People Who Regularly Eat Nuts Have Lower Risk of Heart Disease Interview with:
“Nuts” by fdecomite is licensed under CC BY 2.0
Marta Guasch-Ferre, PhD
Research Fellow
Department of Nutrition. Harvard TH Chan School of Public Health
655 Huntington Ave, Building 2
Boston, Ma, 02115 What is the background for this study? What are the main findings?

Response: Although previous evidence has shown that frequent nut consumption is associated with reduced cardiovascular risk factors including dyslipidaemia, type 2 diabetes and metabolic syndrome; as well as with lower risk of coronary heart disease (CHD); most of the previous prospective studies have focused on total nut consumption in relation to the risk of CVD. However, the associations between peanut butter and specific types of nuts, such as peanuts and walnuts, with major cardiovascular events, and specifically the relation with stroke were unclear. Of note, because the nutritional composition of peanuts and walnuts differs from other nuts, it was of particular interest to evaluate the health effects of specific types of nuts. Therefore, our main aim was to look at several types of nuts including total nut consumption, peanuts, walnuts, and tree nuts.

Briefly, in three large prospective cohorts with up to 32 years of follow-up, people who regularly eat nuts, including peanuts, walnuts and tree nuts, have a lower risk of developing cardiovascular disease or coronary heart disease compared to people who never or almost never eat nuts. We found a consistent inverse association between total nut consumption and total cardiovascular disease (14% lower risk for those consuming nuts five or more times per week) and coronary heart disease (20% lower risk).

Also, after looking at individual nut consumption, eating walnuts one or more times per week was associated with a 19 percent lower risk of cardiovascular disease and 21 percent lower risk of coronary heart disease. Participants who ate peanuts or tree nuts two or more times per week had a 15 percent and 23 percent, respectively, lower risk of coronary heart disease compared to those who never consumed nuts. What should readers take away from your report?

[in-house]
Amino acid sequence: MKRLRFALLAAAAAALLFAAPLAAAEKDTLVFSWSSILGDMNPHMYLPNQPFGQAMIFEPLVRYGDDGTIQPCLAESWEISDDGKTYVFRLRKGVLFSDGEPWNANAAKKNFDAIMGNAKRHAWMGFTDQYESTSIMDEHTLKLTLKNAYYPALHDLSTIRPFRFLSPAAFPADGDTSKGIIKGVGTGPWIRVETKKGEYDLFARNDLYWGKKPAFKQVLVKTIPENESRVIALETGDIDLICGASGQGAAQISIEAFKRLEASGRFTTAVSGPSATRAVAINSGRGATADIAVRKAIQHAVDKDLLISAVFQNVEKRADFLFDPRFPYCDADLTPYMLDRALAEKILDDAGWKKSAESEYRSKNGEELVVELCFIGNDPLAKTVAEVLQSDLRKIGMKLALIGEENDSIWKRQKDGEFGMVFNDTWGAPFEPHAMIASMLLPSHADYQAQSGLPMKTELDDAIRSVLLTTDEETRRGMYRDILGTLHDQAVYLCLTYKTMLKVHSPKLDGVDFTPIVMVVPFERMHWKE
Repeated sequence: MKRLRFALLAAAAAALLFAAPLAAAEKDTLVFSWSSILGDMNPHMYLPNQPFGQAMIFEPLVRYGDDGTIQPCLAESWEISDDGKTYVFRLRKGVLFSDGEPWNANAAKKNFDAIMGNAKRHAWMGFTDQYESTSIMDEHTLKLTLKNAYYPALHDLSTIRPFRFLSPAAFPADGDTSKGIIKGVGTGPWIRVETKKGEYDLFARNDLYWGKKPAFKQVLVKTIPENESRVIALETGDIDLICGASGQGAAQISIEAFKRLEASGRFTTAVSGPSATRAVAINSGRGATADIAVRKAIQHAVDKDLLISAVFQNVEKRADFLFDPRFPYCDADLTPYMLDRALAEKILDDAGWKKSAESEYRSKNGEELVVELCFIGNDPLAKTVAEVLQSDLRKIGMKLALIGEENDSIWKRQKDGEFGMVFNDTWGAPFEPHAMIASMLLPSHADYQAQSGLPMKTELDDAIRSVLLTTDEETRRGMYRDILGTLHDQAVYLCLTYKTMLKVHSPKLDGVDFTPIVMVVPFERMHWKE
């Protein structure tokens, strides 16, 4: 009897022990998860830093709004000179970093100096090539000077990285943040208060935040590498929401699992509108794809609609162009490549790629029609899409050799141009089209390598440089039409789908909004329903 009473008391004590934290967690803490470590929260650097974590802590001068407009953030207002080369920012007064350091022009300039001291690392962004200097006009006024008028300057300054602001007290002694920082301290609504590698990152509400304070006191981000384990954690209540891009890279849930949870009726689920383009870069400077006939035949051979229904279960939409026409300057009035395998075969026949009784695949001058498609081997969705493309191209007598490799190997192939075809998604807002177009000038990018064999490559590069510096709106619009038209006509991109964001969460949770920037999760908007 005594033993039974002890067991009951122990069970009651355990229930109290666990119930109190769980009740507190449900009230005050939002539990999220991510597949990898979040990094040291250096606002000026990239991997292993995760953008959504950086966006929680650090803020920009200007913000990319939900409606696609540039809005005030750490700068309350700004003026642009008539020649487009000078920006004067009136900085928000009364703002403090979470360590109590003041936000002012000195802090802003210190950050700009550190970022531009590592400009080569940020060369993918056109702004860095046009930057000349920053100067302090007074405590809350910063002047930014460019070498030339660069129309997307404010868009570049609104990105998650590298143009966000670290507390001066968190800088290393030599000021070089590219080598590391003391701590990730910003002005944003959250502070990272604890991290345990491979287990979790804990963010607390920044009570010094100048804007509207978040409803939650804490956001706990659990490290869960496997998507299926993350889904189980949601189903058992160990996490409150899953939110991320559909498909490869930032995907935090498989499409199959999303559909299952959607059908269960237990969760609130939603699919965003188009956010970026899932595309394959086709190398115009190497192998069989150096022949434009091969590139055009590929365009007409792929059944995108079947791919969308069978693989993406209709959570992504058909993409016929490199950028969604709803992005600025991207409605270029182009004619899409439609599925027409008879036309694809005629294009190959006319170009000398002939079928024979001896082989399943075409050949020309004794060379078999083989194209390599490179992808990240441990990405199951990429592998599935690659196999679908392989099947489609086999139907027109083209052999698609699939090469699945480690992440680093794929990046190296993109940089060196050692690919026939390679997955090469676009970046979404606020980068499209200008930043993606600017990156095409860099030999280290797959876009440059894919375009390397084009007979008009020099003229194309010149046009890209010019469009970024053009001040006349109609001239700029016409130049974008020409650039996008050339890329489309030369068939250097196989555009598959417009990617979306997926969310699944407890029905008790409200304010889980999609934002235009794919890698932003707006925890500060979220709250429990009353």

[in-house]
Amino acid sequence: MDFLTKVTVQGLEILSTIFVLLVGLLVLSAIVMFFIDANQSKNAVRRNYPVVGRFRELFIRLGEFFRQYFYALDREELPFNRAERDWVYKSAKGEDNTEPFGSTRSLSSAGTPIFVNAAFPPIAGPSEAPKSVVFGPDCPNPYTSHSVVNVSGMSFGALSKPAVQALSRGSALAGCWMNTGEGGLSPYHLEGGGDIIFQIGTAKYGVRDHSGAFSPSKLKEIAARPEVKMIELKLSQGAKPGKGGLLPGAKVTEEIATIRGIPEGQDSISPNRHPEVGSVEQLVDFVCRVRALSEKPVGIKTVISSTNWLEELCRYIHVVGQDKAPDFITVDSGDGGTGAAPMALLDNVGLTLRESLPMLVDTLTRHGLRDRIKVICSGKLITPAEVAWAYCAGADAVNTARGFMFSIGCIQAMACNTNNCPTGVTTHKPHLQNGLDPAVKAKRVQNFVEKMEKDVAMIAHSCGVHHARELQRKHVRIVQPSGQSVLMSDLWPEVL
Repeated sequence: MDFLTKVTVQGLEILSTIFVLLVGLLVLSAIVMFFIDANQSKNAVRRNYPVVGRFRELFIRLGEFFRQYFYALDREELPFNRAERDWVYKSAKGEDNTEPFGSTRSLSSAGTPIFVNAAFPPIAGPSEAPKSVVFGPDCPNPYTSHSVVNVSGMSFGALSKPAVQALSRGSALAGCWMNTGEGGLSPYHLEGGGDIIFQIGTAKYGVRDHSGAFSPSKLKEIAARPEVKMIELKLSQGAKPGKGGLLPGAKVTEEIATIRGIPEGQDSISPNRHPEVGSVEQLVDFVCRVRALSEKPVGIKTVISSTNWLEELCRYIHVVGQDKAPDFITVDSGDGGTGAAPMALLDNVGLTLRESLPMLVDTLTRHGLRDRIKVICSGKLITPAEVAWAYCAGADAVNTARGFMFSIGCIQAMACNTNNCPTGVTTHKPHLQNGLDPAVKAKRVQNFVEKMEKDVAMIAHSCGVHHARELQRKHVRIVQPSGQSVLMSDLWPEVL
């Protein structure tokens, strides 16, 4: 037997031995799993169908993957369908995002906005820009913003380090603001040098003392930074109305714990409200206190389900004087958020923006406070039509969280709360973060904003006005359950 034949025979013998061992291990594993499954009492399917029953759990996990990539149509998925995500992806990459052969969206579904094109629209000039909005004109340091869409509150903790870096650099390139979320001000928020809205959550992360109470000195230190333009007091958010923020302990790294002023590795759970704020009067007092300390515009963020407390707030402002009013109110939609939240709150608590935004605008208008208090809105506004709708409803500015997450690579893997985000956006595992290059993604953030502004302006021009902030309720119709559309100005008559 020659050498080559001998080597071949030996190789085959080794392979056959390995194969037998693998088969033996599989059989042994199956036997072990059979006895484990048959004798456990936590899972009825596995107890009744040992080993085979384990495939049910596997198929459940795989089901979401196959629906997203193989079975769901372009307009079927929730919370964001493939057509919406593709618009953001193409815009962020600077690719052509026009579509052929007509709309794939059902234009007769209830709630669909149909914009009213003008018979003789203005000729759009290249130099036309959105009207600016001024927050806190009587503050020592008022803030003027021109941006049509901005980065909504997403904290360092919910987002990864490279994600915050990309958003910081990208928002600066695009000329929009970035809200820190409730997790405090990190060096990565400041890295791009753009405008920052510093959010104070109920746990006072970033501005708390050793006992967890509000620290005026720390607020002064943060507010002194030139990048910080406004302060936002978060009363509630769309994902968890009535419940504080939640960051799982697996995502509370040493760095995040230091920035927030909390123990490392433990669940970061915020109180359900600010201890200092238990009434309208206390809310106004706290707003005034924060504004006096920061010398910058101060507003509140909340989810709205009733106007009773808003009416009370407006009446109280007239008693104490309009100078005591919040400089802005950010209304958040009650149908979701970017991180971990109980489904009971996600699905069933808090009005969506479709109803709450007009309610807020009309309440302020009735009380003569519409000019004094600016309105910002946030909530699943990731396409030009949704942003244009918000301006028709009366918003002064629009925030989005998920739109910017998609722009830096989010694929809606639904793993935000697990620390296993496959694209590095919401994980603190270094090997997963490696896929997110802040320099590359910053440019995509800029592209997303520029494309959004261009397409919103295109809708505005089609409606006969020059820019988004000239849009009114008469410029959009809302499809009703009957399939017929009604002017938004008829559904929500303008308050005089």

Response: The take home-message of the present work is to include a handful of nuts per day as part of a healthy diet to improve heart health and the risk of other chronic diseases. Recently, dietary recommendations have shifted toward diets including higher quantities of plant-based foods over animal-based foods, with most dietary patterns including nuts because of their association with reduced cardiovascular risk factors and unique nutritional composition. Nuts are a good source of healthy fats including mono- and poly- unsaturated fatty acids as well as rich in plant-based protein, minerals, vitamins and fiber. Thus, they can be a key food to be included as part of healthy diets high in plant-based food and help to substitute animal foods such as red meat providing a nutritious and delicious food. What recommendations do you have for future research as a result of this study?

Response: Several lines of research can be pursued after this work including a more in depth investigation of the mechanisms underlying the associations between nuts and cardiovascular disease with novel omic techniques such as genomics, metabolomics and proteomics.

Second, to further investigate the differences among preparation of nuts and further elucidate the effect of peanut butter on health outcomes. Is there anything else you would like to add?

Response: Despite nuts being an energy-dense food, there is no scientific evidence supporting associations between weight gain and nut consumption. Indeed, they have been associated with lower weight gain and lower risk of obesity, probably because they can increase satiety and fullness which may potentially reduce the consumption of unhealthy snacks.

No disclosures to report. Thank you for your contribution to the community.

Journal of the American College of Cardiology
Volume 70, Issue 20, November 2017
DOI: 10.1016/j.jacc.2017.09.035
Nut Consumption and Risk of Cardiovascular Disease
Marta Guasch-Ferré, Xiaoran Liu, Vasanti S. Malik, Qi Sun, Walter C. Willett, JoAnn E. Manson, Kathryn M. Rexrode, Yanping Li, Frank B. Hu and Shilpa N. Bhupathiraju

Note: Content is Not intended as medical advice. Please consult your health care provider regarding your specific medical condition and questions. 

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